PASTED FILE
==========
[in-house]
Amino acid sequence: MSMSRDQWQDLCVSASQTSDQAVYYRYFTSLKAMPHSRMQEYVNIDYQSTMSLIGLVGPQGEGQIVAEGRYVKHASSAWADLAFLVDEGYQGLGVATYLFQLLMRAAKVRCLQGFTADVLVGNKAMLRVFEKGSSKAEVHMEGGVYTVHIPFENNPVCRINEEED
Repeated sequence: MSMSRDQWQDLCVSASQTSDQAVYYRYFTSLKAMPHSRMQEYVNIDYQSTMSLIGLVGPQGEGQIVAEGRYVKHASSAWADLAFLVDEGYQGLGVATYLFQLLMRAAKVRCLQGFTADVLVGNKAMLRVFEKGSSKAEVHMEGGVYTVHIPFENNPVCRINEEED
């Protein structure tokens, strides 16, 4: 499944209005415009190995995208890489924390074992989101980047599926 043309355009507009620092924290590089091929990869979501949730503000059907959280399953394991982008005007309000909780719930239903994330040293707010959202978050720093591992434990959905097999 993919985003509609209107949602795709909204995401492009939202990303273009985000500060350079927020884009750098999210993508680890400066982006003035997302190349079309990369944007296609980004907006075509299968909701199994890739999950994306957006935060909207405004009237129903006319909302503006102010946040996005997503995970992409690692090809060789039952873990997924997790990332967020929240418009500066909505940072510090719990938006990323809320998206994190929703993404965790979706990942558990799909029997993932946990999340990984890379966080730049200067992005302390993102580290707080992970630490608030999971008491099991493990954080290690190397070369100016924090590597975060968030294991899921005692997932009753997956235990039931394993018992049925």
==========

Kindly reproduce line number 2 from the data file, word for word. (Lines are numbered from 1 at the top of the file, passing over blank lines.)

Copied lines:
Amino acid sequence: MSMSRDQWQDLCVSASQTSDQAVYYRYFTSLKAMPHSRMQEYVNIDYQSTMSLIGLVGPQGEGQIVAEGRYVKHASSAWADLAFLVDEGYQGLGVATYLFQLLMRAAKVRCLQGFTADVLVGNKAMLRVFEKGSSKAEVHMEGGVYTVHIPFENNPVCRINEEED